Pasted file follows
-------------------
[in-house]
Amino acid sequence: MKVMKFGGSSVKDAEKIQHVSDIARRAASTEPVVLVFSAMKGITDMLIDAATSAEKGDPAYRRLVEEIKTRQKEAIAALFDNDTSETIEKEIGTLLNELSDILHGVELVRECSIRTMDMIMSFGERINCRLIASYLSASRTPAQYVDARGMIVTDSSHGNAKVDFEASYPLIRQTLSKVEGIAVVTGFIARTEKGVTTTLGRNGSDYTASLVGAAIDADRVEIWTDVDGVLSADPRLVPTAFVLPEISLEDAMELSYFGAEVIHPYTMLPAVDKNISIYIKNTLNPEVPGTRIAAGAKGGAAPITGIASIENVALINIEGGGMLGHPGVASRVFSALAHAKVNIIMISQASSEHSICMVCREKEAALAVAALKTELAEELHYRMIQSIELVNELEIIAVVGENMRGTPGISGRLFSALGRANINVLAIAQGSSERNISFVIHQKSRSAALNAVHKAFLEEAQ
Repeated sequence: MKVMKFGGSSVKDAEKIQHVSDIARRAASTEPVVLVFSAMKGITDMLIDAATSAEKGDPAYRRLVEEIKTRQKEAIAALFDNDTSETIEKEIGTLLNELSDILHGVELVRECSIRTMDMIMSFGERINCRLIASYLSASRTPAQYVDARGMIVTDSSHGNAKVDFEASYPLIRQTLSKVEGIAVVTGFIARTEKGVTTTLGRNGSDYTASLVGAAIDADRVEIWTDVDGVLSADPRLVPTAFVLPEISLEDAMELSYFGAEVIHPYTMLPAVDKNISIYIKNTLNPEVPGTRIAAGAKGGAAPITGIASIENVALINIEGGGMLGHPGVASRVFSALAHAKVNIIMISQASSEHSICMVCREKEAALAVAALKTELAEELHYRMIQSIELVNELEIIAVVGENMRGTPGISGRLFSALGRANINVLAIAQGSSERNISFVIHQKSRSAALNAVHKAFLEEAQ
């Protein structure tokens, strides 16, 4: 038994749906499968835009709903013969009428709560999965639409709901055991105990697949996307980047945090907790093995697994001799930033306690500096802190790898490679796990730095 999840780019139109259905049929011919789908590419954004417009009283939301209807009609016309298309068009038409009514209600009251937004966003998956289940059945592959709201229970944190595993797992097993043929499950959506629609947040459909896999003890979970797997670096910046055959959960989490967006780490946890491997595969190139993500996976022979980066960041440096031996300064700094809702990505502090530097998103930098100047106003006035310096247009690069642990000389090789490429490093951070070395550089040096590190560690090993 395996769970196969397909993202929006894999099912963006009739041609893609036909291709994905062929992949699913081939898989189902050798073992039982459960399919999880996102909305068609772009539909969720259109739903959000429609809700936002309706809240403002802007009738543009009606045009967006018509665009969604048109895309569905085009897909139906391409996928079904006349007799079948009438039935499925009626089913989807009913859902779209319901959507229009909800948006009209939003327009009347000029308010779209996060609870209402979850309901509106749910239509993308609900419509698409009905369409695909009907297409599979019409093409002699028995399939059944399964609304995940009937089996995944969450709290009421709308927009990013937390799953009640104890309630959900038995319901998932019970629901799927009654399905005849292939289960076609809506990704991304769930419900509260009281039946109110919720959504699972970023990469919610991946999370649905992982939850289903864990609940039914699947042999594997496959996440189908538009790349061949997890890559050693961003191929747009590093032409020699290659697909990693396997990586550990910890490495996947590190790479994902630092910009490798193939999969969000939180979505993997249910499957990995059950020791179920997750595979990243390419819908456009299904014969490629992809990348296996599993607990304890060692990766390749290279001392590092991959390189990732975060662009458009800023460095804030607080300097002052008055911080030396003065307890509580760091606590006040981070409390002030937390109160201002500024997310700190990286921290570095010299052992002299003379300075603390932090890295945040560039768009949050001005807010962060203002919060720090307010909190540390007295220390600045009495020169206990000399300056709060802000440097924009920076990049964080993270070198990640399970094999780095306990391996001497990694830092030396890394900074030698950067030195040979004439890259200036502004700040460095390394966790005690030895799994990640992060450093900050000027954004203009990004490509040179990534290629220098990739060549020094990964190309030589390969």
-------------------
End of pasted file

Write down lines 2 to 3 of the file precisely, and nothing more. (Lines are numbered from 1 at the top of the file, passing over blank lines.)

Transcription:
Amino acid sequence: MKVMKFGGSSVKDAEKIQHVSDIARRAASTEPVVLVFSAMKGITDMLIDAATSAEKGDPAYRRLVEEIKTRQKEAIAALFDNDTSETIEKEIGTLLNELSDILHGVELVRECSIRTMDMIMSFGERINCRLIASYLSASRTPAQYVDARGMIVTDSSHGNAKVDFEASYPLIRQTLSKVEGIAVVTGFIARTEKGVTTTLGRNGSDYTASLVGAAIDADRVEIWTDVDGVLSADPRLVPTAFVLPEISLEDAMELSYFGAEVIHPYTMLPAVDKNISIYIKNTLNPEVPGTRIAAGAKGGAAPITGIASIENVALINIEGGGMLGHPGVASRVFSALAHAKVNIIMISQASSEHSICMVCREKEAALAVAALKTELAEELHYRMIQSIELVNELEIIAVVGENMRGTPGISGRLFSALGRANINVLAIAQGSSERNISFVIHQKSRSAALNAVHKAFLEEAQ
Repeated sequence: MKVMKFGGSSVKDAEKIQHVSDIARRAASTEPVVLVFSAMKGITDMLIDAATSAEKGDPAYRRLVEEIKTRQKEAIAALFDNDTSETIEKEIGTLLNELSDILHGVELVRECSIRTMDMIMSFGERINCRLIASYLSASRTPAQYVDARGMIVTDSSHGNAKVDFEASYPLIRQTLSKVEGIAVVTGFIARTEKGVTTTLGRNGSDYTASLVGAAIDADRVEIWTDVDGVLSADPRLVPTAFVLPEISLEDAMELSYFGAEVIHPYTMLPAVDKNISIYIKNTLNPEVPGTRIAAGAKGGAAPITGIASIENVALINIEGGGMLGHPGVASRVFSALAHAKVNIIMISQASSEHSICMVCREKEAALAVAALKTELAEELHYRMIQSIELVNELEIIAVVGENMRGTPGISGRLFSALGRANINVLAIAQGSSERNISFVIHQKSRSAALNAVHKAFLEEAQ